This is my technique for the frame.

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(D Rob) #1

This is my technique for the frame. I believe ,as most people do in what they do, that this could be a superior frame layout and the vid explains why

(Eric Moy) #2

Didn’t you buy the @MISUMI_USA extrusion with the first150–Reddit promotion? There’s still time if you haven’t. The extrusion and brackets are really inexpensive. Plus you can buy the preconfigured box, so everything is precut and kitted. It’s for those of us who are to busy/lazy to mill cut the parts themselves. Your method is pretty clever, but I’m still concerned that it does not guarantee squareness as you could end up with a rhomboid instead of a cube, but clever nonetheless.

(Dale Dunn) #3

I don’t trust using a tape measure to align the frame. Even a tape measure that is marked in 1/32" (0.5 mm outside the US?) will not really be that accurate in application. In the cases where a measurement must be made, cut a piece to use as a jig everywhere that dimension is repeated. Then your measurement should be repeatable within a few thousandths of an inch, maybe 0.010" [0.25 mm] even though it’s not nearly that accurate. At least the frame will be (more) square.

I’m thinking that if each set of parallel pieces are cut at the same time or matched with a file as described, you will get a more square frame than adjusting butt joints with a tape measure. Adjusting them with a master piece for each length might be best for those of us who don’t have tools to cut several pieces at once to get matched lengths.

(D Rob) #4

@Dale_Dunn Very good. A jig is an excellent idea. I had misumi cut the extrusions which will be here day after tomorrow. For the next itteration :slight_smile:

(D Rob) #5

@Eric_Moy I did order some from misumi, but not brackets as they are not necessary. For the square top and bottom frame it is almost impossible to end up with a rhombus if you measure correctly or use a jig as @Dale_Dunn mentioned. This method makes the only critical cuts the upright extrusions. Any timet you have a piece that sits between two pieces it is a spacer. if it is longer orshorter than the others it isn’t adjustable. This cant be done away with 100% without strange design choices that weaken the frame, but for two major areas it really gives some tolerance for cuts. if there are slight overhangs you can file the outside edges after its bolted tight. so the goopy plastic corners fit well.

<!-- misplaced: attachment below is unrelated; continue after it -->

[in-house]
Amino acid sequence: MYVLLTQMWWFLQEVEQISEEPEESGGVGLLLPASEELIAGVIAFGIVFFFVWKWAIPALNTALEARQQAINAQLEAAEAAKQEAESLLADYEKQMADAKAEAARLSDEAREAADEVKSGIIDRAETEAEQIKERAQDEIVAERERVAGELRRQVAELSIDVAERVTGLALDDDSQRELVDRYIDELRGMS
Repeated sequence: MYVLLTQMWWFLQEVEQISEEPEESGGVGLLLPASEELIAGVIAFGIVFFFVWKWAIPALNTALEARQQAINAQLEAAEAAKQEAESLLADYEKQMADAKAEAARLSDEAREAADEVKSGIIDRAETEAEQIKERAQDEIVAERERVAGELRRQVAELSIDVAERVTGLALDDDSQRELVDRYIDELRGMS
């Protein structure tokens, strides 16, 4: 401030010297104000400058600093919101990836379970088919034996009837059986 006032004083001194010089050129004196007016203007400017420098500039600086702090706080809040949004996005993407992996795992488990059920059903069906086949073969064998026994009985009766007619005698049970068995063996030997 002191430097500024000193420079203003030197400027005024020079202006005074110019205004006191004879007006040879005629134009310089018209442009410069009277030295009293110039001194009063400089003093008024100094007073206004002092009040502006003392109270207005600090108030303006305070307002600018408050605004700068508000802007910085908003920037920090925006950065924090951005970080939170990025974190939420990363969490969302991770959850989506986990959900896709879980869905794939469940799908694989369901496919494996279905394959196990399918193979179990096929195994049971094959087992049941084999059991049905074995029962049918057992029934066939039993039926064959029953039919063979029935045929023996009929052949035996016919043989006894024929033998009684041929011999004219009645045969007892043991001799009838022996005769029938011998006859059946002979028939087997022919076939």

(Dale Dunn) #6

I’m looking forward to hearing how accurate and consistent Misumi’s cuts are. IIRC, you can select lengths in 0.5mm increments.

(D Rob) #7

I ordered by the mm don’t recall if that was as tight as I could

(Eric Moy) #8

@D_Rob I agree that you’ve limited the critical cuts to just the vertical if using a jig, but the brackets are a huge improvement, though technically not necessary. They form a larger frame at each corner, which improves rigidity immensely by spreading the moment. Your current design has each corner fastened by 2 screws, both self tapping into the axial hole of the extrusion. Using brackets, you have the load shared between 6 screws, threaded into steel nuts with preformed threads. They can be finger tightened, and the threads are perfect. There is no need for further printed corners, and the brackets made from machined extrusion, so the dimensions will be very tight. It will be far more accurate and rigid than printed ABS. Using a jig, you technically would not need to machine any ends using the bracket, they could all be rough cut, no holes drilled and no self tapping screws.

But buying the precut parts from @MISUMI_USA , all I needed was a couple straight edges (i used another piece extrusion, or another bracket) and a flat working surface to square things up, as the parts themselves could be used as squares.

Either way, cool video. And I’m figuring that you can’t use the brackets in many places, as it would interfere with the printed parts that hold the rails.

(Dale Dunn) #9

How about relying on acrylic or polycarbonate side panels to enclose the build area and strengthen the corners at the same time?

(D Rob) #10

@Eric_Moy there is no perceived slip nor rhombusing when I flex my frame. I do not use self tapping screws. I have an aluminum tap for 1/4-20 the screw’s hold a positive force and the square cut butt end spreads out the surface area adding to the rigidity. This when properly tightened prevents the bolt location from acting as much of a fulcrum

(D Rob) #11

@Bijil_Baji this may help you also

(Bijil Baji) #12

Thanks @D_Rob But the problem i Have with it is there is no holes for mounting Screws in the middle i have attached a picture of cross section of extrusion

(D Rob) #13

you would just drill a hole the a little bigger than the allen wrench used to tighten it. Based on your post showing 40 x 40 extrusion you would center your hole in the slot 20mm from the end of the extrusion for a square like in my video

(Bijil Baji) #14

@D_Rob I have this from my CNC endavours. I have a lot of it left over hear

(D Rob) #15

I posted on another of your posts I just realized the square hole then. You may just have to bite the bullet and get the brackets or you could possibly get by with common l brackets from the hardware store. These will need to be adjusted. Bend then until they a perfect 90 with a vise and check with a square

(D Rob) #16

@Shachar_Weis here is the video